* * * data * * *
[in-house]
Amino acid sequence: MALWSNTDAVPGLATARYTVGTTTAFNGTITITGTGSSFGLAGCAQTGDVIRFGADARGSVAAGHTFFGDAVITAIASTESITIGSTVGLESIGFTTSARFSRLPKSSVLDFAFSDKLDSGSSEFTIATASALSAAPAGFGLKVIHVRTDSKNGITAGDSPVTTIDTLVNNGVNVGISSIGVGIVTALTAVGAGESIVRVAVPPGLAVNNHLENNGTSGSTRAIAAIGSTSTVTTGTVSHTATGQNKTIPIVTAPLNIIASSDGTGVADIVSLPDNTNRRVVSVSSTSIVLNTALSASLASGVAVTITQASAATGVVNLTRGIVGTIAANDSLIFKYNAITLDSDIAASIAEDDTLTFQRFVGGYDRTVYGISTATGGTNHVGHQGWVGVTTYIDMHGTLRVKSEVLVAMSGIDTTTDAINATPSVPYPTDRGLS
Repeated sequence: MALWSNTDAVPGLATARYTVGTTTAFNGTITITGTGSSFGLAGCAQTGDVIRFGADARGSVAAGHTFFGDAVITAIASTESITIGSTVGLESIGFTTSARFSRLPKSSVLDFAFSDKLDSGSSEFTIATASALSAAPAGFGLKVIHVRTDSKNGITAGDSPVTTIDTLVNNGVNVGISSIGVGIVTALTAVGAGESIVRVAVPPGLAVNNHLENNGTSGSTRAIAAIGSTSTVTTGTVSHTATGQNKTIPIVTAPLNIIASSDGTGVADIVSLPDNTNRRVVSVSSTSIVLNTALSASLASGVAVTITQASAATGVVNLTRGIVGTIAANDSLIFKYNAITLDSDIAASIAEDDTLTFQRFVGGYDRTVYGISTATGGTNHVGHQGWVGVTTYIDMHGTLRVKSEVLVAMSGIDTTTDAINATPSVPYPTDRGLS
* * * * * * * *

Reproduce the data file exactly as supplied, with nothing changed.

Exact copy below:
[in-house]
Amino acid sequence: MALWSNTDAVPGLATARYTVGTTTAFNGTITITGTGSSFGLAGCAQTGDVIRFGADARGSVAAGHTFFGDAVITAIASTESITIGSTVGLESIGFTTSARFSRLPKSSVLDFAFSDKLDSGSSEFTIATASALSAAPAGFGLKVIHVRTDSKNGITAGDSPVTTIDTLVNNGVNVGISSIGVGIVTALTAVGAGESIVRVAVPPGLAVNNHLENNGTSGSTRAIAAIGSTSTVTTGTVSHTATGQNKTIPIVTAPLNIIASSDGTGVADIVSLPDNTNRRVVSVSSTSIVLNTALSASLASGVAVTITQASAATGVVNLTRGIVGTIAANDSLIFKYNAITLDSDIAASIAEDDTLTFQRFVGGYDRTVYGISTATGGTNHVGHQGWVGVTTYIDMHGTLRVKSEVLVAMSGIDTTTDAINATPSVPYPTDRGLS
Repeated sequence: MALWSNTDAVPGLATARYTVGTTTAFNGTITITGTGSSFGLAGCAQTGDVIRFGADARGSVAAGHTFFGDAVITAIASTESITIGSTVGLESIGFTTSARFSRLPKSSVLDFAFSDKLDSGSSEFTIATASALSAAPAGFGLKVIHVRTDSKNGITAGDSPVTTIDTLVNNGVNVGISSIGVGIVTALTAVGAGESIVRVAVPPGLAVNNHLENNGTSGSTRAIAAIGSTSTVTTGTVSHTATGQNKTIPIVTAPLNIIASSDGTGVADIVSLPDNTNRRVVSVSSTSIVLNTALSASLASGVAVTITQASAATGVVNLTRGIVGTIAANDSLIFKYNAITLDSDIAASIAEDDTLTFQRFVGGYDRTVYGISTATGGTNHVGHQGWVGVTTYIDMHGTLRVKSEVLVAMSGIDTTTDAINATPSVPYPTDRGLS